Western Civilization: The Problem of Political Freedom (Frank S. Meyer, Spring 1968, Modern Age)

At the heights of the philosophical and Prophetic endeavors, in a Plato or a proto-Isaiah, as occasionally among their predecessors and followers, the vision cleared and a simple confrontation between individual men and transcendence stood for a moment sharply limned. But at these heights of understanding another problem arose, one I have referred to above when discussing the Hellenic experience and have called the problem of Utopianism. A clear vision of the naked confrontation of individual men with transcendence created a yawning gap in human consciousness. It was something of the effect of eating the fruit of the Tree of the Knowledge of Good and Evil. On the one hand stood the perfection of transcendence, and on the other the imperfection of human existence. The temptation was enormous to close that intolerable gap, to grasp that understood transcendent perfection and by sheer human will to make it live on earth, to impose it on other human beings – by persuasion if possible, by force if necessary.

The same temptation beset the Hellenic philosophers at their highest reach of vision. The effect of this temptation was portentous for the future, because of its continuing impact upon both the Hellenic and the Judaic traditions, the twin sources from which our Western civilization derives so much of its content. Its effects can be perceived in the most diverse areas: in the effect on Western thought of the concepts of moulding human life implicit in the Utopian society of Plato’s Republic or in the dictatorial powers of the Nocturnal Council in his somewhat less rigid Laws; or in the actual political absolutism, derived from the Judaic tradition, of such polities as Calvin’s Geneva or Spain of the Inquisition or Cromwell’s England. Secularized with the passage of time, the Utopian desire to impose a pattern of what the imposers considered perfection becomes ever more rigid, total, and terrible, as in the allpowerful Nation of the French Revolution or the Dictatorship of the Proletariat of the Communists.

The Utopian temptation arises out of the very clarity of vision that tore asunder the cosmological world-view. Released from the comforting, if smothering, certainties of identifica tion with the cosmic order, men became aware of their freedom to shape their destiny-but with that freedom came an awesome sense of responsibility. For the same leap forward that made them fully conscious of their own identity and their own freedom made them conscious also of the infinite majesty and beauty of transcendence and of the criterion of existence that perfection puts before human beings, who in their imperfection possess the freedom to strive to emulate perfection. A yawning gulf was opened between infinity and finity.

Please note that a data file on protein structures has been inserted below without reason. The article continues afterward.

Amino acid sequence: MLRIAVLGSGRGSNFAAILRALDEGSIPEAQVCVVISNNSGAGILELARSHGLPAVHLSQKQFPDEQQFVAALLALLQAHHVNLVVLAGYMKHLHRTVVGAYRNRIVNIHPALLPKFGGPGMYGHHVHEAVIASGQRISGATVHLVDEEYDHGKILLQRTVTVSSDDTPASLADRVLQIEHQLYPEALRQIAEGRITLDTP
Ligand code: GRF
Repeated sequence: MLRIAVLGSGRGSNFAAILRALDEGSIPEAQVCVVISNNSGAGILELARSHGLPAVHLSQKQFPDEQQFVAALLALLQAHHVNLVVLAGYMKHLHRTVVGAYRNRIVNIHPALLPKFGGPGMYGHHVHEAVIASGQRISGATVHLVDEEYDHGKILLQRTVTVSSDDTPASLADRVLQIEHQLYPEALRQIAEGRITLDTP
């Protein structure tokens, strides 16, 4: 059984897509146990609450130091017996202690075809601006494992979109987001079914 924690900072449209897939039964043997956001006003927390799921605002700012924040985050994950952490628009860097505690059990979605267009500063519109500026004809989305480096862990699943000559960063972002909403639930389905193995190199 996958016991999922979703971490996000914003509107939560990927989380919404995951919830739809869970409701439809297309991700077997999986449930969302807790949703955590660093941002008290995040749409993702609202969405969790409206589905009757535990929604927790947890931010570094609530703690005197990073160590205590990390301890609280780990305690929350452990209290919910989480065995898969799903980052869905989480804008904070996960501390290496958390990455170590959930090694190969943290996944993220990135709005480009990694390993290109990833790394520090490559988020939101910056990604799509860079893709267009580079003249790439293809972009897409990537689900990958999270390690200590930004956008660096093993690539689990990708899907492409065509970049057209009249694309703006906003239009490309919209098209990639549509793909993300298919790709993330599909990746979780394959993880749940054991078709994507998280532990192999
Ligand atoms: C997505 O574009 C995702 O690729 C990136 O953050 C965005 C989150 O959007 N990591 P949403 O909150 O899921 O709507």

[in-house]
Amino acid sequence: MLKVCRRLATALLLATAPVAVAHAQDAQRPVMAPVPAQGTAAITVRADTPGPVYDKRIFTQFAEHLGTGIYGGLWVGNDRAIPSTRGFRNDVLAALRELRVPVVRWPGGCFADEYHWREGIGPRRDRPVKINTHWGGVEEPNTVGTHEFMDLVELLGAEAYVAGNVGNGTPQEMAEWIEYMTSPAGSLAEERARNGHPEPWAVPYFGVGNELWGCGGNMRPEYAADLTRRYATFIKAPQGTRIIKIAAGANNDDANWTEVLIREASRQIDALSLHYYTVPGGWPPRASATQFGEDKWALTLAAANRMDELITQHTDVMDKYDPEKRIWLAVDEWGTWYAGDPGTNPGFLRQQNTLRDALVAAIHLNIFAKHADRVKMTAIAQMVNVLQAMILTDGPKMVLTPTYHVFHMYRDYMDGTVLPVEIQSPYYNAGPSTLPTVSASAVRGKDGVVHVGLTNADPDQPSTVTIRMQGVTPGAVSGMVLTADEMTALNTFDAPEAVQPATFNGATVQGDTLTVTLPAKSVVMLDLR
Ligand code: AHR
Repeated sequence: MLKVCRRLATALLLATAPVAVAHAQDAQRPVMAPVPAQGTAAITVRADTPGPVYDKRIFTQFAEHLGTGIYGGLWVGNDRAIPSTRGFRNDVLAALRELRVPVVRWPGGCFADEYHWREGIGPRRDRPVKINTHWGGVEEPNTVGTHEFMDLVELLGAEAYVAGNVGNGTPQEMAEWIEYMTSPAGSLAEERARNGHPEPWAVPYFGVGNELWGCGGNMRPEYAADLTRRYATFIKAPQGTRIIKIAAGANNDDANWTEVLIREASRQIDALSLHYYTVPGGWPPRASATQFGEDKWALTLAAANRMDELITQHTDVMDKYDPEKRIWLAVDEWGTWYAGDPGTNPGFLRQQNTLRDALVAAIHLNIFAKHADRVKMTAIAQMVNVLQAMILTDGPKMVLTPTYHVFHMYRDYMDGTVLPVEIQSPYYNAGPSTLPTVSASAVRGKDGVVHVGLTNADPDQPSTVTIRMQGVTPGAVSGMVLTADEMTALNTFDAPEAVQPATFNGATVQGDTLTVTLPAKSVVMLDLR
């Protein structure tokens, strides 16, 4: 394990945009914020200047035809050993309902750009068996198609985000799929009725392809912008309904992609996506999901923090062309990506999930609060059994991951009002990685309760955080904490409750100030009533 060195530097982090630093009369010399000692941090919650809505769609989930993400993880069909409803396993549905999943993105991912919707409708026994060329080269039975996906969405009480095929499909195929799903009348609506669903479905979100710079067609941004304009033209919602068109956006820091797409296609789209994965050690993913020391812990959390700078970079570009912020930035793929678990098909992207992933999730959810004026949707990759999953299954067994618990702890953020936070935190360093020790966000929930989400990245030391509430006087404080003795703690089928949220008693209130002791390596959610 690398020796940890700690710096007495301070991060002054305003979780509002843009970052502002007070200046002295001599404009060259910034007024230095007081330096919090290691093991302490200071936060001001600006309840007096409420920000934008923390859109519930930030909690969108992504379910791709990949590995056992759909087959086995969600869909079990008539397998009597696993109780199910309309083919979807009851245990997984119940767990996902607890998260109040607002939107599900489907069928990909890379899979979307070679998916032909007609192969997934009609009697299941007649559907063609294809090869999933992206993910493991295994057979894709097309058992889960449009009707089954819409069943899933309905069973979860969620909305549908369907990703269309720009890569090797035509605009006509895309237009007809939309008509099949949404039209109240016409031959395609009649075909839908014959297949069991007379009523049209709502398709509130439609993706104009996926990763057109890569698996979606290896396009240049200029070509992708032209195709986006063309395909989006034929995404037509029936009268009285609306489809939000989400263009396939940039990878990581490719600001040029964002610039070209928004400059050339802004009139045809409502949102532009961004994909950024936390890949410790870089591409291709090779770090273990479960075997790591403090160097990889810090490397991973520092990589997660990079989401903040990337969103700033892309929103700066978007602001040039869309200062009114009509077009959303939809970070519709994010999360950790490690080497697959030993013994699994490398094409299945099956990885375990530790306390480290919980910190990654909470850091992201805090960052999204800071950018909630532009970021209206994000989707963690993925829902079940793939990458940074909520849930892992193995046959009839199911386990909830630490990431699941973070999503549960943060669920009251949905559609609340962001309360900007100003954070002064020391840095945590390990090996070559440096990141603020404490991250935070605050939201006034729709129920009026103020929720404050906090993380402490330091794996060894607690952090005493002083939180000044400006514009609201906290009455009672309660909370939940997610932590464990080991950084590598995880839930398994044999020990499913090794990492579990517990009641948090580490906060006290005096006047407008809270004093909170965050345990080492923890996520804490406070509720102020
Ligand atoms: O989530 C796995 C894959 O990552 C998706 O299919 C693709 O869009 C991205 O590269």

There are two possible human reactions to the recognition of this reality.

On the one hand, it can be accepted in humility and pride – humility before the majesty of transcendence and pride in the freedom of the human person. That acceptance requires willingness to live life on this earth at high tension, a tension of men conscious simultaneously of their imperfection and of their freedom and their duty to move towards perfection. The acceptance of this tension is the distinguishing characteristic of the Western civilization of which we are a part, a characteristic shared by no other civilization in the world’s history.

On the other hand, the hard and glorious challenge of reality can be rejected. The tension between perfection and imperfection can be denied. Men conscious of the vision of perfection, but forgetting that their vision is distorted by their own imperfection, can seek refuge from tension by trying to impose their own limited vision of perfection upon the world. This is the Utopian temptation. It degrades transcendence by tr ying to set up as perfect what is by the nature of reality imperfect. And it destroys the freedom of the individual person by forcing upon him conformity to someone else’s limited human vision, robbing him of freedom to move towards perfection in the tension of his imperfection. It is in form a return to the womb of the cosmological civilization, in which the tension of life at the higher level of freedom was not required of men, in which they could fulfill their duties in uncomplicated accep tance of the rhythms of the cosmos, without the pain or the glory of individuation. But Utopianism is only similar to cosmological civilizations in form; in essence it is something different, because cosmological civilization was, as it were, a state of innocence, while Utopianism comes after the eating of the fruit of the Tree of Knowledge of the persons of God and men. It is a deliberate rejection of the high level at which it is now possible for men to live, and as such it distorts and oppresses the human spirit. Yet it has remained, ever since the Hellenic and Judaic break through the cosmological crust, an everprevalent historical factor. In particular, as Western civilization is the civilization that accepts and lives with the tension of spirit, Utopianism has been a constantly recurring destructive force within it.

Indeed, the history of Western civilization is the history of the struggle to carry forward its insight of tension, both against the remaining inherited traumas of the cosmological attitude in its social structure and in its intellectual outlook and against the continuing recrudescence of Utopianism.

We should never be surprised that some people are willing to reject the uncertainty and risk that freedom affords in favor of the security of Utopian conformity.